A waiver of notice of dishonor may be implied by any conduct or words of the indorser by which the holder of the note is reasonably induced to believe that such waiver was intended. In 8 C.J. 699, it is said that the waiver "may result from implication and usage or from any words or acts which by fair and reasonable construction are of such a character as will satisfy the mind that a waiver was intended, or which will justify the holder in assuming that the indorser intended to dispense with notice, or to induce the holder to forego the usual steps necessary to fix the liability of the indorsers." The principle is stated to the same effect in 3 R. C.L. 466, p. 1240, and in Worley v. Johnson, 33 L.R.A. (N.S.) 639.
In this case a long and definite course of dealing had established a regular system of renewals under which the payees of the notes dispensed with formal notice of dishonor and notwithstanding such omission, the same continuing indorser invariably joined in the successive renewals. If the indorser herself had habitually brought the renewals to the plaintiffs after the preceding notes had matured and notice of dishonor had not been given, it would hardly be disputed that such a practice, when continued uninterruptedly for fifteen years, would have justified the belief on the part of the plaintiffs that formal notice to the indorser of presentment and non-payment was intended to be waived. Under such circumstances it would doubtless be conceded that the jury could infer from the indorser's conduct an implied assurance to the plaintiffs that notice of dishonor might continue to be safely omitted. But the proof of waiver is supposed to be deficient because it does not show affirmatively that the indorser actually knew of the conditions under which her numerous indorsements were used. As she is not proven to have been informed that the notes she so freely indorsed for her son would be delivered by him to the plaintiffs in renewal, sometime after maturity, of other notes bearing her indorsement, it is argued that an essential element of the proof of waiver has not been supplied. There would be greater force in this argument if the notes had been complete when they left the indorser's hands. But they were blank when they received her indorsement and when they were presented to the plaintiffs. By indorsing them in that condition she confided them to her son's discretionary use without limit as to time, method or amount. It was a permissible inference from such a course of conduct, habitually pursued, that the indorser intended to place her credit continuously at her son's disposal, without restriction as to his use of the notes, and with full assumption of such liability as might be thereby incurred.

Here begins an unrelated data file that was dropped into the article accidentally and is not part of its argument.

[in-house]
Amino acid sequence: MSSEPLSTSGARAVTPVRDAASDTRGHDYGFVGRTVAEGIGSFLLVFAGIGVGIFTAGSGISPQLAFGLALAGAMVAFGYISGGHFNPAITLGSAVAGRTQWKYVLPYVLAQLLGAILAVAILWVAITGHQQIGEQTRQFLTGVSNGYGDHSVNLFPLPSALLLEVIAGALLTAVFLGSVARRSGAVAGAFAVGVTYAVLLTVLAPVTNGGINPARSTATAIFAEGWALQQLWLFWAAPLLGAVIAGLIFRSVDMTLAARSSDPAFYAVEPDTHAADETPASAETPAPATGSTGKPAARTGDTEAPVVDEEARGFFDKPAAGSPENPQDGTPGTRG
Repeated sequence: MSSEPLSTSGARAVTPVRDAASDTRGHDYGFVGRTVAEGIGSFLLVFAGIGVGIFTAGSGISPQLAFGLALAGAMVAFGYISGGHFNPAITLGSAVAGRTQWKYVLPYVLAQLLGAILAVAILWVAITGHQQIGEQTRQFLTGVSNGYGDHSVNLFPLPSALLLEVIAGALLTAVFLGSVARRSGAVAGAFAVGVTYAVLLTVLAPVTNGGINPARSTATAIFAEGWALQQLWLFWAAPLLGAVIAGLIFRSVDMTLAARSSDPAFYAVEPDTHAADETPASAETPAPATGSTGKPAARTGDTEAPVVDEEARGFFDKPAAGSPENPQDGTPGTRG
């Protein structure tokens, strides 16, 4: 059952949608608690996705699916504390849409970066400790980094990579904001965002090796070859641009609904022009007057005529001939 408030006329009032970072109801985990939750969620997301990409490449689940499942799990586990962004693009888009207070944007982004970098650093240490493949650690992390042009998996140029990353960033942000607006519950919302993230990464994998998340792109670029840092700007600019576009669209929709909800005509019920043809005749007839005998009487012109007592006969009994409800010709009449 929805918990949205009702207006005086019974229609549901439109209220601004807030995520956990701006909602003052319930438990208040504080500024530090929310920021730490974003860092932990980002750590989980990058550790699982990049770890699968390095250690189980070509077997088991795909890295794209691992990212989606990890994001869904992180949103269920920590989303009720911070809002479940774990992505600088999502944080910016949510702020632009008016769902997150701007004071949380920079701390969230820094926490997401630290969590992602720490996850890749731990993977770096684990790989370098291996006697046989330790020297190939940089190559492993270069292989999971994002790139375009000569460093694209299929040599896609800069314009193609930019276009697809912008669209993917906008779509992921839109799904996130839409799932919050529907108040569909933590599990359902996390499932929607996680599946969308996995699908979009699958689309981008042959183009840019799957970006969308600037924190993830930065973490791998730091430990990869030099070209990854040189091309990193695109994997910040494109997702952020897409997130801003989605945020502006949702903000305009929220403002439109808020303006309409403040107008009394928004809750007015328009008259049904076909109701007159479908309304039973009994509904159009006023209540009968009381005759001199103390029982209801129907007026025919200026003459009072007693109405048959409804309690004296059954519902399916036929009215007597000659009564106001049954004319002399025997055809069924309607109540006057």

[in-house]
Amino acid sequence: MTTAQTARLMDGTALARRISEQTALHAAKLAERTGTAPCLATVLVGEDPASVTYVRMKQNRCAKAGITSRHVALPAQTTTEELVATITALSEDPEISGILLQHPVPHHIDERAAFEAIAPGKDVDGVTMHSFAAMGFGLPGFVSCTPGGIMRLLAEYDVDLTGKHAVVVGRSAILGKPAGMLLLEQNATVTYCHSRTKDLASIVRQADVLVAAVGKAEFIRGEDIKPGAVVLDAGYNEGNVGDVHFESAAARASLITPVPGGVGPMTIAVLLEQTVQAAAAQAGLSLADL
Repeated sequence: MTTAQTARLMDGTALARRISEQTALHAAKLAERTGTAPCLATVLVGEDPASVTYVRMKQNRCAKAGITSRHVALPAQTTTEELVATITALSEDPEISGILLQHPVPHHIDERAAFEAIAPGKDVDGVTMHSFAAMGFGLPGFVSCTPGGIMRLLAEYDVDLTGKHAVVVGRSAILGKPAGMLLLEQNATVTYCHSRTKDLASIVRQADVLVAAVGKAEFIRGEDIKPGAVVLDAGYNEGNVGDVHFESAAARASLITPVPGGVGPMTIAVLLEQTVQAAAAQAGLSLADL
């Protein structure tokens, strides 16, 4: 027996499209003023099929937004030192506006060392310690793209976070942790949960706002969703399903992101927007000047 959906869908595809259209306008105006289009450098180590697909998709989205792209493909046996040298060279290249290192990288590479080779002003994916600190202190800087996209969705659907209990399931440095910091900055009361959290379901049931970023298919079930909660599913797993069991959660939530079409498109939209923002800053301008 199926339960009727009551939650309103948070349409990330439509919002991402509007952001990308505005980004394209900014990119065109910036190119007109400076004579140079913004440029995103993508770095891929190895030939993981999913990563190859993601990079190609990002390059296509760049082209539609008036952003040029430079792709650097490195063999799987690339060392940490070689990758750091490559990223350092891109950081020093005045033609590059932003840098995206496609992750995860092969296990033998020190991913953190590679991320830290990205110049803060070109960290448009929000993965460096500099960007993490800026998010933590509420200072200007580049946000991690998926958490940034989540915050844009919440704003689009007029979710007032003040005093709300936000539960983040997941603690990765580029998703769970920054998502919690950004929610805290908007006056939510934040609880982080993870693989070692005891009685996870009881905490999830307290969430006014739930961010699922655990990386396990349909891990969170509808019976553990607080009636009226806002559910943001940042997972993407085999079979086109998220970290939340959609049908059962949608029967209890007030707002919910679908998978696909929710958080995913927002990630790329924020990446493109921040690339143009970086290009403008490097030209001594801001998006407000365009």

The indorsement and delivery of an incomplete promissory note confers presumptive authority upon the person to whom it is delivered to fill up the blanks. Negotiable Instruments Act, Code, Art. 13, § 33. This implied power extends to every incomplete feature of the instrument, and may be utilized for the insertion of the date, the amount, the name of the payee, and the time and place of payment. 8 C.J. 183; 3 R.C.L. 59, p. 874; Burrows v. Klunk, 70 Md. 461. The effect, therefore, of the indorsement of the series of blank notes referred to in this case was to invest the indorser's son, to whom they were delivered in that condition, with implied authority to make use of them according to the methods of settlement actually adopted. The plaintiffs could fairly presume that in presenting and using the blank indorsed renewal notes at such a time and in such a manner as to indicate a waiver of notice of dishonor as to the preceding notes in the series, their debtor was acting with the indorser's consent. In view of the apparent authority with which the indorser clothed her son by entrusting to his use the incomplete notes on which she had placed her signature, it seems just and right that she should be bound by the legitimate effect of the customary exercise of the authority thus conferred in obviating the necessity for notice of dishonor.
The evidence in the case is legally sufficient in our opinion to justify the submission to the jury of the issue of waiver, and we are, therefore, unable to concur in the ruling on the prayers by which a verdict was directed for the defendant.
Judgment reversed, with costs, and new trial awarded.